Can metal packaging help prevent climate disaster?

Sustainability has been a perpetual headline for the last few years, and for good reason. But however well-intentioned the discussion has been, it has recently felt quite stagnant and one-note. It can be hard to tell which corporate sustainability initiatives are the real deal, and which are ill thought out at best and green-washing at worst.

Reports of COP27, the 2022 edition of the conference, paint a more urgent picture than previous years. The UN Climate Change Conference began in 1995 with the mission of strengthening the united global response to climate change. Now 27 years later, the world has experienced the very real effects of global warming, much earlier and more severely than many scientists had anticipated. This year has been a year of broken records, with temperatures passing 40°C for the first time ever in the UK (an occurrence that, only two years ago, scientists predicted having a 100 to 1 chance of happening this century). China also experienced a 70 day heatwave, disrupting crop growth, livestock, and food supply, while Jacobabad, Pakistan, recorded a high of 49°C. Not to mention the once-in-500-year drought that swept through Europe.

With the climate situation seeming more desperate than ever, our efforts towards reducing emissions must become more ruthless and efficient. We consume food in its various packaging forms daily; it is a big part of life and thus is an important consideration to make.

Recently, companies announcing their latest recycled plastic packaging has fallen flat in the midst of news of the shortcomings of the material. In spite of it often being seen as a sustainable solution, plastic is extremely costly and time-consuming to recycle, which also translates to increased energy usage.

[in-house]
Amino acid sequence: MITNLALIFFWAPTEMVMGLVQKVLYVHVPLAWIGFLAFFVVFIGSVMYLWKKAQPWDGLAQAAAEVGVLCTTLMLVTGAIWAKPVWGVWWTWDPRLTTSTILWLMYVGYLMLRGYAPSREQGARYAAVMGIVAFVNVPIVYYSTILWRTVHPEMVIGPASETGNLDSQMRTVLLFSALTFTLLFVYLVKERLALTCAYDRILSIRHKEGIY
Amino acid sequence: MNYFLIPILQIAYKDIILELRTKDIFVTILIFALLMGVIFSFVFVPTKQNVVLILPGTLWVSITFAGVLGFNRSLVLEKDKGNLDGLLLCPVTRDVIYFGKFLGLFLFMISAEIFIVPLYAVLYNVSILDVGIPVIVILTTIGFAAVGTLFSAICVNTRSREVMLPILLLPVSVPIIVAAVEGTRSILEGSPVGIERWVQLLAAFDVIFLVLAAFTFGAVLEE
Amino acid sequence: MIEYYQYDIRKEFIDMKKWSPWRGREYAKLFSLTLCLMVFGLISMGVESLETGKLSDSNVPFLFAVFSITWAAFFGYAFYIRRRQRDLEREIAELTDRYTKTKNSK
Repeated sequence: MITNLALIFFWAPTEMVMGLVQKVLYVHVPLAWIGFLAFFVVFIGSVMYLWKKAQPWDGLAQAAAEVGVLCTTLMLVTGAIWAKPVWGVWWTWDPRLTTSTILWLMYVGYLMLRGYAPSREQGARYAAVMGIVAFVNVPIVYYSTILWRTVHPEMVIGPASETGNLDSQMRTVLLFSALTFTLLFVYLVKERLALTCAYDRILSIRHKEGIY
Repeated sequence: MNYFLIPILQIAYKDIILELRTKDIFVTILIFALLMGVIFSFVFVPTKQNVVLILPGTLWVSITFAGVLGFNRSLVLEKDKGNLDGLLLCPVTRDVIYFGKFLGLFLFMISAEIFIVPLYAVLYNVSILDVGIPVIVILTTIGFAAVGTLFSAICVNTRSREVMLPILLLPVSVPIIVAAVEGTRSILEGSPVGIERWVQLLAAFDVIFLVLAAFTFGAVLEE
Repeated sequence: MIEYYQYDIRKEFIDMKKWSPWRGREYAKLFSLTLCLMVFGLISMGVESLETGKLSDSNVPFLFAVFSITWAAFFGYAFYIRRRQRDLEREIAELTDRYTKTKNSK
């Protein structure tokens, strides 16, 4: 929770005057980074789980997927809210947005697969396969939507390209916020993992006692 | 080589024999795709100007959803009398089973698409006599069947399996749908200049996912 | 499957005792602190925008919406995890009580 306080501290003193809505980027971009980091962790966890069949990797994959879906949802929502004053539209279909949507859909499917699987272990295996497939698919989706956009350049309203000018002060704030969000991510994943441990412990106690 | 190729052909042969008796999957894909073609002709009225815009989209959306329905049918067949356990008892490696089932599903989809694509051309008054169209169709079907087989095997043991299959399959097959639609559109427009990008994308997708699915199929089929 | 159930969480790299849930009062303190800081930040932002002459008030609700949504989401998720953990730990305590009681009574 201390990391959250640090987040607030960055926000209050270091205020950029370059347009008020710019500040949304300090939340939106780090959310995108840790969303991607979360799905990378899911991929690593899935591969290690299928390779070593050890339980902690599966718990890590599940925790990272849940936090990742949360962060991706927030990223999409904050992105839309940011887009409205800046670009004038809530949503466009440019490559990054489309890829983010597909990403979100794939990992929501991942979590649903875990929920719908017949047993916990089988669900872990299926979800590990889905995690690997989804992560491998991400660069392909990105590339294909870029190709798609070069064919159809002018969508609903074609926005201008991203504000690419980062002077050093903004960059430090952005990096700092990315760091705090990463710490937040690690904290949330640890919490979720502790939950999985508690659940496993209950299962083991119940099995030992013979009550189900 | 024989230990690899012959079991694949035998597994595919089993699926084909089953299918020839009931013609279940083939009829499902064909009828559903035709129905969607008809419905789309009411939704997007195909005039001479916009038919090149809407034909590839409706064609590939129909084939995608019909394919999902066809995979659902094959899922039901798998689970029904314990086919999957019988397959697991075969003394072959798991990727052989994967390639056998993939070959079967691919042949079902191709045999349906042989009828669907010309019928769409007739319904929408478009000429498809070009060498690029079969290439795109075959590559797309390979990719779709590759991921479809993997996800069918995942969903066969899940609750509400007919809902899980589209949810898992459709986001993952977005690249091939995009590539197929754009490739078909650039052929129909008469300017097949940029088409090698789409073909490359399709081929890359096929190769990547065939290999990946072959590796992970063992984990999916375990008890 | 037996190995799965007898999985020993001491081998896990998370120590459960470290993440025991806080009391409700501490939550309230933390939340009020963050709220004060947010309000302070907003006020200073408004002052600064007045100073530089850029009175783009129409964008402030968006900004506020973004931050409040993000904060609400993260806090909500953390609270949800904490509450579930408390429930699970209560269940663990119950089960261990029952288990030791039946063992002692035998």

The fact that recycled plastics continue to shed microplastics is also rarely mentioned, a topic that has recently been in the news as scientists discovered microplastic pollution in human blood for the first time back in March. Although the extent of the potential harm that microplastics can cause is yet to be fully explored, they have certainly been linked with cell damage, both allergic reactions and cell death.

Compostable packaging has also often been the source of much enthusiasm as an eco-friendly alternative. Although it initially seemed promising, compostable packaging also comes with its own drawbacks. A survey found that currently in the UK, only 1 in 400 compostable takeaway coffee cups make it to an appropriate processing facility. Compostable packaging needs to be disposed of in food bins, but when incorrectly placed in recycling bins, it can contaminate the rest of the recycling and make it harder to be sorted.

Aluminium cans and their recycled counterpart were officially ranked first and second place for most sustainable drink containers by the Alliance to End Plastic Waste. “Aluminium can be constantly recycled with no change in properties. Recycling an aluminium can save 95 per cent of the energy used to make a new can and no new material needs to be mined or transported,” reported the Alliance. It was however pointed out, that an insufficient 52 per cent of aluminium packaging was recycled.

Metal packaging is arguably the best sustainable option, and food and beverage companies would do well to use it as much as possible. While can makers have much to celebrate, they must also increase their recycling efforts, as well as considering the elimination of single-use packaging in general through the adoption of return and reuse schemes.

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